The hallway to the kitchen was completely dark. I looked up and noticed a jagged hole in the ceiling where a light fixture used to be. What kind of animals would tear out a ceiling fixture? As I moved through the kitchen a pleasant calmness surrounded me. A feeling that made my body turn almost numb – like I was floating on set path, just as my dream had felt to me after waking in the morning.
The kitchen appeared to be the most preserved room in the house. There were a few cracks in the linoleum floor, but the cabinets looked untarnished, except for the thin layer of dust that coved them. As I slowly surveyed the room, a haunting memory returned to me. The memory was of my father beating a man half-to-death while my mother tried to pull him off. I witnessed this as young boy from the doorway. The man’s blood flung from my father’s fist as he repeatedly punched him. My mother screamed at the top of her lungs for my father to stop. Eventually, she was able to pull my father away and the man quickly escaped. Did my father track this man down and kill him? Is this what my father had wanted me to find, buried underneath the house — the dead body of a man whom I never knew or was told about?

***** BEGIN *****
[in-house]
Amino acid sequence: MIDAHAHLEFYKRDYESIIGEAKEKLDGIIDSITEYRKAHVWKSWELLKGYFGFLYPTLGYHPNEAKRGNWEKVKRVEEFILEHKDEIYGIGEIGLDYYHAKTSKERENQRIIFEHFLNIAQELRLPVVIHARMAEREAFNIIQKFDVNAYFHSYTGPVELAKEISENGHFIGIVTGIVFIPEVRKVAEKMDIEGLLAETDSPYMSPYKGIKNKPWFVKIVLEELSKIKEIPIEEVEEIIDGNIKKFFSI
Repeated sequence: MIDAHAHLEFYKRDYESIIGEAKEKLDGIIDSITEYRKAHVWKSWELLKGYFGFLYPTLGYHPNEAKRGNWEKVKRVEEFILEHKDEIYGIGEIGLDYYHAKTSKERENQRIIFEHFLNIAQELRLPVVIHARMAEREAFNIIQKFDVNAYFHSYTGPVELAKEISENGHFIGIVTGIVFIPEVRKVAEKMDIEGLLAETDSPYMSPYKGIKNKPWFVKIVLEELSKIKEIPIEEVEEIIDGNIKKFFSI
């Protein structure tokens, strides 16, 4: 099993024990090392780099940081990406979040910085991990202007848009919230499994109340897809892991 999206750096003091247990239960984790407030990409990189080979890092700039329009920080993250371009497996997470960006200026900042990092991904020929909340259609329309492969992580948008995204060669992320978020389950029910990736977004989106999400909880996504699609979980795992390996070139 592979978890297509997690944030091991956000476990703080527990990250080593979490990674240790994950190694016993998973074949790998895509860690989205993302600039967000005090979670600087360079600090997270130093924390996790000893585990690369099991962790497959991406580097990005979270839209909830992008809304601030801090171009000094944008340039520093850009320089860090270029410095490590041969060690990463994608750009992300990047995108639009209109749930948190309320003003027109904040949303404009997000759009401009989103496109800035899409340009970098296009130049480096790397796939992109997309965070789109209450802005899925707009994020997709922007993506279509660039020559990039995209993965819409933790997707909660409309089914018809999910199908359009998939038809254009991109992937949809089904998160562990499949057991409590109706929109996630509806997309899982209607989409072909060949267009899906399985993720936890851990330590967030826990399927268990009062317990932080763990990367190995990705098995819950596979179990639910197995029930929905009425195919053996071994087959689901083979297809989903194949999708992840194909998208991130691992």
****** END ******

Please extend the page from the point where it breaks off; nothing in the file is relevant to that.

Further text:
Many thoughts circled around in my head as I stood frozen at the sliding kitchen door. Through that door and beneath the back deck waited my father’s surprise. But, I did not want to move any further. I had a debilitating fear that reality might actually coincide with the ending of my haunting dreams. I knew turning back around was not an option. The fear I had of never knowing became stronger than any other fears I might have had. I took a few deep breaths, opened the door and walked out onto the deck. The loose boards creaked as I stepped along — my mind wondering why all of this seemed like a scene from a movie or déjà vu.